January 9 marked the fifth anniversary of the Comprehensive Peace Agreement, or CPA, that ended the 20-year North-South war in Sudan. That war resulted in over 2 million deaths and 4 million displaced. It destroyed the infrastructure of the South and devastated lives, trust, and hope. Today, the CPA is at risk of collapse. Sudan is in danger of returning to full-scale war. Only President Obama’s personal involvement with world leaders can salvage the CPA. But time is running out.
Assistance by and pressure from the United States, United Kingdom, Italy, and Norway were essential to negotiating and signing the CPA, an agreement that aimed to rectify the existing center-periphery dynamic by establishing a new political, military, and economic system based on the values of justice, democracy, and human rights and creating processes to engage with marginalized populations, including elections and referenda. Unfortunately, as so often happens, the international community’s support for implementation and enforcement has been woefully insufficient.
The ruling National Congress Party, or NCP, came to power by military coup in 1989. It has continued its governing tactic of “divide and rule” despite the CPA and has successfully maintained the poverty, malnutrition, and lack of education and health care afflicting southern Sudanese. It has similarly marginalized the Beja in the east, the Nubians in the far north, and the people from the Nuba Mountains or South Kordofan. And, of course, the genocide in Darfur continues, leaving an estimated 3 million people displaced and in grave danger.
Tensions related in part to the NCP’s obstruction of the CPA have provoked renewed violence in South Sudan. Its intransigence has prevented the establishment of conditions essential to free and fair elections. An election in April rigged to legitimize the NCP and a leader accused of war crimes and crimes against humanity threatens the integrity of the referendum and could push the country into full-scale war. Millions of additional lives would be at risk. Destabilization of the entire region is a realistic possibility.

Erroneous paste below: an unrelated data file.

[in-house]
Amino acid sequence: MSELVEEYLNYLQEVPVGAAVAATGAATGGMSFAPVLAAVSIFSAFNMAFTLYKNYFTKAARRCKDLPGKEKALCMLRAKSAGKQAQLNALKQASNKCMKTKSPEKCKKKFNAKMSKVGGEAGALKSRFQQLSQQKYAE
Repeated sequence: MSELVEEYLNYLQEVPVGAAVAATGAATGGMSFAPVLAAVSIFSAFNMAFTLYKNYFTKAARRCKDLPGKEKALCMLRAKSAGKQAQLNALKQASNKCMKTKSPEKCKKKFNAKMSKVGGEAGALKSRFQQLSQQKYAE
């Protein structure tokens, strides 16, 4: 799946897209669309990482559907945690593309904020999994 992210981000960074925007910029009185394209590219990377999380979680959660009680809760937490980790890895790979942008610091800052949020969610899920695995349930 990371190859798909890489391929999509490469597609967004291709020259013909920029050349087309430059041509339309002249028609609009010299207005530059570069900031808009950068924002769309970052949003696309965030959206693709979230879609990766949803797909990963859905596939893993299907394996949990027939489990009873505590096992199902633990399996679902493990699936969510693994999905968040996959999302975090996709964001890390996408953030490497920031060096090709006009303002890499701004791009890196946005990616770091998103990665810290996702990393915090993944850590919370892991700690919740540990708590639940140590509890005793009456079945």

Human rights activists around the world recognized the need for immediate re-engagement with Sudan through diplomacy by world leaders. On January 9, “Sudan 365: A Beat for Peace” kicked off an international campaign urging intensive and coherent diplomatic support to prevent increased violence and provide civilian protection. Drummers (including a 12-year old in London) beat for peace at 35 events held in 26 countries to mark the anniversary. Some of the world’s most famous drummers made a global beat for peace video—viewed over 100,000 times—to launch the campaign.
Sudanese in the U.S. and concerned Americans have been calling on President Obama since his campaign to assume personal leadership in facilitating peace in Sudan. He has not heard our words. We can only hope that he will respond to the beat of the drums—long a symbol of freedom for Africans. The lives of millions of Sudanese depend on it.
Mohamed E. Suleiman, a native of North Darfur and a member of the Zaghawa tribe, is currently a resident of Northern California, President of the San Francisco Bay Area Darfur Coalition and a member of the Darfur Leaders Network. His village, Umbarow, was burned and destroyed by the Government of Sudan and Janjaweed. Mr. Suleiman lost members of his family in the Darfur genocide; his mother and siblings still reside in Darfur. Mr. Suleiman is the author of the blog While We Wait.
Martina Knee is a member of the Executive Committee of the San Francisco Bay Area Darfur Coalition. She is also a 2009 Carl Wilkens Fellows of the Genocide Intervention Network.